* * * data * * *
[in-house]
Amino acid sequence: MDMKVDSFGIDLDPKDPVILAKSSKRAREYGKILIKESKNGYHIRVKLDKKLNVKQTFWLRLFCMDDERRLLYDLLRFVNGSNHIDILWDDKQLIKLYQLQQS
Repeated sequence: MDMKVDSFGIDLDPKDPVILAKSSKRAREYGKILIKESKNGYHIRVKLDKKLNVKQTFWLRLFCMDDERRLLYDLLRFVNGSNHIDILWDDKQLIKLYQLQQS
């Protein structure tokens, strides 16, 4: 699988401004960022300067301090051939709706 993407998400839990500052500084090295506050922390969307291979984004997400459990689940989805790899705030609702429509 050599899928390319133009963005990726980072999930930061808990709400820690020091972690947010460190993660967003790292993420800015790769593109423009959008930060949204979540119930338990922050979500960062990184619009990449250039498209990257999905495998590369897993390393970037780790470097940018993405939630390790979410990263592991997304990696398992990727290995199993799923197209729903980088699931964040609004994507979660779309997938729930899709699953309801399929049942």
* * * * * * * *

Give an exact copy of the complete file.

[in-house]
Amino acid sequence: MDMKVDSFGIDLDPKDPVILAKSSKRAREYGKILIKESKNGYHIRVKLDKKLNVKQTFWLRLFCMDDERRLLYDLLRFVNGSNHIDILWDDKQLIKLYQLQQS
Repeated sequence: MDMKVDSFGIDLDPKDPVILAKSSKRAREYGKILIKESKNGYHIRVKLDKKLNVKQTFWLRLFCMDDERRLLYDLLRFVNGSNHIDILWDDKQLIKLYQLQQS
């Protein structure tokens, strides 16, 4: 699988401004960022300067301090051939709706 993407998400839990500052500084090295506050922390969307291979984004997400459990689940989805790899705030609702429509 050599899928390319133009963005990726980072999930930061808990709400820690020091972690947010460190993660967003790292993420800015790769593109423009959008930060949204979540119930338990922050979500960062990184619009990449250039498209990257999905495998590369897993390393970037780790470097940018993405939630390790979410990263592991997304990696398992990727290995199993799923197209729903980088699931964040609004994507979660779309997938729930899709699953309801399929049942």